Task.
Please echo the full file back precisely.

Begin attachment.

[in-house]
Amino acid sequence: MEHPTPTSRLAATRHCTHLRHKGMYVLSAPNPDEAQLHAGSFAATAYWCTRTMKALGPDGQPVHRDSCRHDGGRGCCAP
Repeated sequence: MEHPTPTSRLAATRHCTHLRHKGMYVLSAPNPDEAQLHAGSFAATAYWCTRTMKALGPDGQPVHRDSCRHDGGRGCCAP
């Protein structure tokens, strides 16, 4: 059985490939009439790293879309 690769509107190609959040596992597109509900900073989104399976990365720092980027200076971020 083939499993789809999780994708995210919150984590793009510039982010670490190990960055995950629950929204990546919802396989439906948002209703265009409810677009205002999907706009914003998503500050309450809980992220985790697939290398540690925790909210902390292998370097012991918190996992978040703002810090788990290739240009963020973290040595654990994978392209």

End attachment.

[in-house]
Amino acid sequence: MEHPTPTSRLAATRHCTHLRHKGMYVLSAPNPDEAQLHAGSFAATAYWCTRTMKALGPDGQPVHRDSCRHDGGRGCCAP
Repeated sequence: MEHPTPTSRLAATRHCTHLRHKGMYVLSAPNPDEAQLHAGSFAATAYWCTRTMKALGPDGQPVHRDSCRHDGGRGCCAP
């Protein structure tokens, strides 16, 4: 059985490939009439790293879309 690769509107190609959040596992597109509900900073989104399976990365720092980027200076971020 083939499993789809999780994708995210919150984590793009510039982010670490190990960055995950629950929204990546919802396989439906948002209703265009409810677009205002999907706009914003998503500050309450809980992220985790697939290398540690925790909210902390292998370097012991918190996992978040703002810090788990290739240009963020973290040595654990994978392209």